Urata seeks inspiration from Japan’s Paralympic past
Date: July 5, 2021
For Japan’s women’s goalball team, featuring at the Athens 2004 Paralympic Games would have fulfilled a lifetime ambition, but little did they know that their efforts in winning a bronze would inspire a future star in Rie Urata.
The then 27-year-old was still coming to terms with her impairment as retinitis pigmentosa had destroyed her vision in both eyes seven years before. A rare genetic disorder, it affects the retina at the back of the eye causing gradual but permanent changes to your vision.
The Japanese team finished third in their group in Athens, behind the USA who ended their dream of Paralympic gold with a 3-1 victory in the final four. However, they bounced back and secured the country’s first ever Paralympic medal in goalball. This resonated with Urata who was inspired by their efforts and saw the sport as an opportunity.
“It was a time when I was visually impaired and depressed, and I was surprised that I could play sports even if I couldn’t see it. I wanted to challenge my own potential.”
Urata does admit that despite her sporting success, her disability has affected her away from the court as she came to terms with her life-changing condition.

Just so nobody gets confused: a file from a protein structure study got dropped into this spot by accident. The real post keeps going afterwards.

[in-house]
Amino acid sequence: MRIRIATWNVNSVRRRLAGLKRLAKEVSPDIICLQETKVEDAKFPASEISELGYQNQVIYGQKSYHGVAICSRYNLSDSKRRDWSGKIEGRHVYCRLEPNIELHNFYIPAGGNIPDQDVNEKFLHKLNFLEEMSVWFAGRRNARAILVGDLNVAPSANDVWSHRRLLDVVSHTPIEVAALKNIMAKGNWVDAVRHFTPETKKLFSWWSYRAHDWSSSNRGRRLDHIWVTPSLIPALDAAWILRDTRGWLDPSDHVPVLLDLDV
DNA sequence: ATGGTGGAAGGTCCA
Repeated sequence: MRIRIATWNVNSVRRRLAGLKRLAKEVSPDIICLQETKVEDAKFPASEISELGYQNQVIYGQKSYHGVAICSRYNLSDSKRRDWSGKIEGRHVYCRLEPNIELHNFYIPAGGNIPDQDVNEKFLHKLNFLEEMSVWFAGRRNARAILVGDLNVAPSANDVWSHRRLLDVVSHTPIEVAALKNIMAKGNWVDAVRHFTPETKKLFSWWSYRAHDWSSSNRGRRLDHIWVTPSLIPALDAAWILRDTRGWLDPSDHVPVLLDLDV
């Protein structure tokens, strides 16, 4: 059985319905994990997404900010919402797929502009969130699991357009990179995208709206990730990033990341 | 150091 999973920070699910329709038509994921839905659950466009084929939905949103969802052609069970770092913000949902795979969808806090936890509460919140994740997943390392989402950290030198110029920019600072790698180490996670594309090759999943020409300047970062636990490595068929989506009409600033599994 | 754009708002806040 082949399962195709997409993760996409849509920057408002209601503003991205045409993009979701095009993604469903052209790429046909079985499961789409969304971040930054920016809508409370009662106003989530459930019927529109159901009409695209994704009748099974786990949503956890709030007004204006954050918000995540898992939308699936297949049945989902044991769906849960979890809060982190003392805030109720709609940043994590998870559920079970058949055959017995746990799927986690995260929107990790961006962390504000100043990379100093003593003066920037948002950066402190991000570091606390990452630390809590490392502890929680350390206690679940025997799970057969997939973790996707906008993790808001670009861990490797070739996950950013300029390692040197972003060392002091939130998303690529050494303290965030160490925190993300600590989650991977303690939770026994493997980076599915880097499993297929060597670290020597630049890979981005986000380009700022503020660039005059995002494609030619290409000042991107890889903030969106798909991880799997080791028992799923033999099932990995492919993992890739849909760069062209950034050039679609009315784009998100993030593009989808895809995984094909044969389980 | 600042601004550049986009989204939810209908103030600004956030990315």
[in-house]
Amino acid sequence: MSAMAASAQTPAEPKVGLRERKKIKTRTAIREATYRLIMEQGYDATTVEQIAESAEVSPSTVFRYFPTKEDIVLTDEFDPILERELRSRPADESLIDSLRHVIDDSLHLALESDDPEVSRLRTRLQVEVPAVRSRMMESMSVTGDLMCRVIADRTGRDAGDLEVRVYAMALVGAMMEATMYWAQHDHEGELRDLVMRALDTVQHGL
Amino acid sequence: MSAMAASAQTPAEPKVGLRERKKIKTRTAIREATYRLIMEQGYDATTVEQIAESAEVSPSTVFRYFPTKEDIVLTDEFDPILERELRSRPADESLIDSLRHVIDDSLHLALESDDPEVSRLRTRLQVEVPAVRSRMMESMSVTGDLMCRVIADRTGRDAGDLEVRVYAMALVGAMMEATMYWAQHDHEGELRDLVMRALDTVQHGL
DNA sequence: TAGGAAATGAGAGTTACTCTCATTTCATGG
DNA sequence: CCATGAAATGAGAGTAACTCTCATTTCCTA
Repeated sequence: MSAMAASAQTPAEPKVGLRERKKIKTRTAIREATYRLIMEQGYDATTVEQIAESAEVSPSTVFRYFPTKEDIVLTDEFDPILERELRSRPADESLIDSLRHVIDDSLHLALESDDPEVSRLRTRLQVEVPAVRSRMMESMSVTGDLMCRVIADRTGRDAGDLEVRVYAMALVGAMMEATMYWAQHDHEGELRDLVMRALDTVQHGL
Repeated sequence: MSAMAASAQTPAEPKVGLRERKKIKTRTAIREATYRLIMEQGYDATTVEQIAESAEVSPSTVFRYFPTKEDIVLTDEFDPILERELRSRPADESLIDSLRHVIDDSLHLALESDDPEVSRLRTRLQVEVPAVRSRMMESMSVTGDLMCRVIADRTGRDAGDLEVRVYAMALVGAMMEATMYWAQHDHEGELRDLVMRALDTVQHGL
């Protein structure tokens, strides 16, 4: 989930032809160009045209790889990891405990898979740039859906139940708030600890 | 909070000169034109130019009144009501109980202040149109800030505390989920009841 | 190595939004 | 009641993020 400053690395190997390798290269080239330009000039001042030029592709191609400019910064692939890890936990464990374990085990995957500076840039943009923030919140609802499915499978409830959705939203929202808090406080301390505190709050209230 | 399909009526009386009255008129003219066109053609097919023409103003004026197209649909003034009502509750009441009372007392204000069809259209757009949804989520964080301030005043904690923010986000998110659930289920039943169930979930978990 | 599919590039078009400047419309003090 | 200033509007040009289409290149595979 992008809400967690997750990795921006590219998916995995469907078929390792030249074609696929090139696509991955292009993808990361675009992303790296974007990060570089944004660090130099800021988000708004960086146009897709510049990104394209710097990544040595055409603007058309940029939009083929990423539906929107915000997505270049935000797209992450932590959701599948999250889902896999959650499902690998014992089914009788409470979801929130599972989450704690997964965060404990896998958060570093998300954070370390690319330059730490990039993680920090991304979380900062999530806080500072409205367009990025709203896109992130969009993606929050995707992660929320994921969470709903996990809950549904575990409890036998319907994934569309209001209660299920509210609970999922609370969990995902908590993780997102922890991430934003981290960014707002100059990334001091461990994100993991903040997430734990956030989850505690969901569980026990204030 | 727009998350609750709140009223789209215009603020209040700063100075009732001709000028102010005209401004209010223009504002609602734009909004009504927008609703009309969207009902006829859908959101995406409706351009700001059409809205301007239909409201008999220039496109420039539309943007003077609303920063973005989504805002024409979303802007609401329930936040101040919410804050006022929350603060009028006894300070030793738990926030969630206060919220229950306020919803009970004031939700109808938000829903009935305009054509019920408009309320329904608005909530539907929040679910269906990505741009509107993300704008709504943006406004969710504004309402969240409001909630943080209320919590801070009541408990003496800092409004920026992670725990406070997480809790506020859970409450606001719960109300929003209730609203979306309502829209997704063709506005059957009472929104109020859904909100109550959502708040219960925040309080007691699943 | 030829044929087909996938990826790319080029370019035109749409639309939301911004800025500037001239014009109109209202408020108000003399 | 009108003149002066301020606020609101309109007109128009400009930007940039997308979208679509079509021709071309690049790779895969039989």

“My disability made me feel invisible, like I was deprived of my freedom because I couldn’t do every single thing in my daily life.”
However, her potential was soon noticed by selectors as she made her national debut just two years later in 2006 at the World Championships in Spartanburg, USA.
Competing at the highest level for her country is something Urata never takes for granted and is aware of the opportunity she has.
“I want many people to know the fun and charm of goalball and I want to convey my gratitude by playing.”
Despite being a latecomer to the sport, the Nankan native has already played at three Paralympics; Beijing 2008, London 2012 and Rio 2016.
“They bring great excitement to the dreams of athletes aiming for them and to those who support them. I think it’s a very valuable sports festival.”
Her first experience on the biggest stage in Beijing was a disappointing one overall as Japan finished seventh. But four years later it was a complete turnaround.
A second place finish in their group, followed by a win against Brazil in the quarter-finals set up a meeting with Sweden in the last-four.
In dramatic fashion, they claimed a 4-3 victory after sudden death, with Urata hailing her side’s ‘systematic defense’.
They then earned a gold medal by shocking world champions China 1-0, having scored just 11 goals in the competition.
Four years ago at Rio 2016, they made it to the last-eight again but this time were beaten by China 5-3.
Being a Paralympic champion gives Urata the experience needed to make it back onto the podium.
“I can grow myself in the process of setting and achieving goals, and I love to collaborate with my peers to win.”
The Tokyo 2020 Paralympic Games will take place from 24 August – 5 September with goalball beginning on 25 August and concluding on 3 September. All competitions will take place at Makuhari Messe.